English Language summer schools.

Back in 1996, when representatives from both Sandy and Skarszewy were exploring criteria for an effective community link it quickly became apparent that the greatest desire on the Polish side was to have contact with English language and culture with a particular focus upon opportunities for young people.

As a result English language summer schools were started in 1997 and, apart from the Millennium year, have run every July since then involving students from local Bedfordshire Upper Schools.For the first 5 years Sandy students took part and since 2003 Stratton students have taken over..

In the past three years numbers of students volunteering have grown so markedly that a second summer school has been established in the nearby town of Starogard. Numbers of Stratton students wanting to go to Poland in 2006 has broken all records with a current figure of 37.It has already been agreed to accept 21 and hopefully, if grant applications are successful more English students can be accommodated.

It is estimated that to date well over 150 English students and upwards of 800 Polish students ( aged from 10-20) have taken part in the classes.
Organisation of the summer schools is relatively simple. Polish organisers agree to pay all the costs of accommodation, food and weekend trips and the students themselves just have to find their own fare.

For the first years students had to endure the long bus trek to Poland, a journey of more than 30 hours. However now that cheap budget flights are running daily between Luton and Gdansk, it is possible to do the entire journey in less than 5 hours. Hardly surprising that numbers are growing, especially as the air flight is no more than the coach fare.

The students are accommodated in a simple hotel in Starogard and in the Agricultural College at Boleslawowo, about 2 miles from Skarszewy. Classes are organised over a four-hour period every weekday morning for two weeks. Afternoons are free for the students and the favourite activity, weather permitting, has been to go to the Lido and lake at Browno, just outside Skarszewy, and take advantage of the outdoor swimming facilities, many bars and discos. One of the major attractions for English students is the fact that drinks are about 50% of the cost paid back home. However the gap between prices generally is narrowing and has speeded up since Poland joined the EU.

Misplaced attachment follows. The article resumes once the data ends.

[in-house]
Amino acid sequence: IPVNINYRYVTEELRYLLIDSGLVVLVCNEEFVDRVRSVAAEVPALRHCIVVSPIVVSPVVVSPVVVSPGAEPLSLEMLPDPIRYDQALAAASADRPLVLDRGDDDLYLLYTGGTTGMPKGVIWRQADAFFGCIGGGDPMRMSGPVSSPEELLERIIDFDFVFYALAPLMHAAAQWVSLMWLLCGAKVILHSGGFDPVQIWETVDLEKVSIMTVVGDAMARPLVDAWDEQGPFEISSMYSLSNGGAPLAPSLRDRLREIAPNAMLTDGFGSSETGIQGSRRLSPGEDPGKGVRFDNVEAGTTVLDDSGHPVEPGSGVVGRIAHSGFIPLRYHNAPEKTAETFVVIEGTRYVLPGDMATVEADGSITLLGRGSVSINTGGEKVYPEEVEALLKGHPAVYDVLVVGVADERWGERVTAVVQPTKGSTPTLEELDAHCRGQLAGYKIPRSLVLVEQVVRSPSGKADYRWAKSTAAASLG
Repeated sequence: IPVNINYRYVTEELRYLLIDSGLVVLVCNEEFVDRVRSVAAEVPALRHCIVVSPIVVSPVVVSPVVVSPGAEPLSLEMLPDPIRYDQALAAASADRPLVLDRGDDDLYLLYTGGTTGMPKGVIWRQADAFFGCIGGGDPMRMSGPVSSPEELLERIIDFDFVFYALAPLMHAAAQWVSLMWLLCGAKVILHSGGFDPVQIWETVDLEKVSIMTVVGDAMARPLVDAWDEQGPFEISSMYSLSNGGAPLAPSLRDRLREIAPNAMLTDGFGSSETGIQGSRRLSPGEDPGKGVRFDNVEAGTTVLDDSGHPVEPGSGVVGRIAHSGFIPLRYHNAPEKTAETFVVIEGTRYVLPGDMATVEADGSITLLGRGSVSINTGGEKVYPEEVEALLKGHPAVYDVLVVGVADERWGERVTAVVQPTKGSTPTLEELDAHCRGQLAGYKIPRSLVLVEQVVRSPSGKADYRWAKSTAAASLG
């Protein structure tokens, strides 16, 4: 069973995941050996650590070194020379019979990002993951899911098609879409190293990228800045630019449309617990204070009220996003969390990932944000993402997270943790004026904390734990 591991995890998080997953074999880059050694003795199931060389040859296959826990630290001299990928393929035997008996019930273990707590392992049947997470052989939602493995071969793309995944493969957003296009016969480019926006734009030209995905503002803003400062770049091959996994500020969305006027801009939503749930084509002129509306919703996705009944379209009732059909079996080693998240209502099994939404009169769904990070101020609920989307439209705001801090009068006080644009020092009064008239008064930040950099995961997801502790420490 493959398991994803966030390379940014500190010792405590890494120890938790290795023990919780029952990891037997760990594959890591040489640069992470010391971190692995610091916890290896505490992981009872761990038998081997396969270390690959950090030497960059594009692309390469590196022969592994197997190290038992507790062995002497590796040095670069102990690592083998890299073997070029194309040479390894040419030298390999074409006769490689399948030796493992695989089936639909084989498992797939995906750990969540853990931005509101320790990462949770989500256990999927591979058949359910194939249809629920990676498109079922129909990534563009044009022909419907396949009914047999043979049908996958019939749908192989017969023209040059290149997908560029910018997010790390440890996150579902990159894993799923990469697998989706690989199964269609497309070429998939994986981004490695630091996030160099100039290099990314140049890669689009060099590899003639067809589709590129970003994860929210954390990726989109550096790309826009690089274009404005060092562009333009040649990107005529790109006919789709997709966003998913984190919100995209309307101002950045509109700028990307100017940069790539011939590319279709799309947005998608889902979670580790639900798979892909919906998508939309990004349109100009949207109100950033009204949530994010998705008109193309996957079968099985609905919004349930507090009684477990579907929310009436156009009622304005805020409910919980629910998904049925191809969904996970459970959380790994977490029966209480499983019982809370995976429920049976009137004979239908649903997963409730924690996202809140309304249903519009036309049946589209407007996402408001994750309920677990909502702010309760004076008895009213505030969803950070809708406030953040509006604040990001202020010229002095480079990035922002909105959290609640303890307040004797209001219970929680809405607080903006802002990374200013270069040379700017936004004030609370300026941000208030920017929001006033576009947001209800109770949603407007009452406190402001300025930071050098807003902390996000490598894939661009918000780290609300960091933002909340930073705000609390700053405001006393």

At weekends the students can go to places like Gdansk, Gdynia and the Baltic coast and trips have been organised to such historical places as Marlbork, the Hel peninsula and Stuttovo concentration camp. There are also barbecues and parties and some English students have been invited to the homes of the students in their classes and a good number of lasting friendships have been established.

The Polish students find themselves in classes of between 10 and 15, based usually upon linguistic proficiency. Formal teaching is not on the agenda. The English students have received no formal training, just an afternoon briefing beforehand with a TEFL (Teach English as a Foreign Language) input. They are encouraged to concentrate upon simple conversational activities such as games, quizzes, songs etc. With older students it is quite possible to hold discussions about typical teenage interests such as fashion, sport and pop music.

On the Polish side there is a strong feeling that the Summer Schools have had an enormous impact in a short space of time. Traditionally and for largely historical reasons, Russian and German are the two languages that predominated in northern Polish schools throughout the post-war period. In 1996 when we first visited Poland, so few people spoke any English that it was necessary to bring in someone from Gdansk to act as interpreter. Ten years on however the transition is dramatic. English is now firmly established in all local schools, both Primary and Secondary. Most young people can hold a conversation in English and a growing number of adults too.

Interest in the summer schools remains very high. It has become a real success story and a useful and satisfying initiative from a twinning association.

Article written and copyright © held by Max Hill 2006
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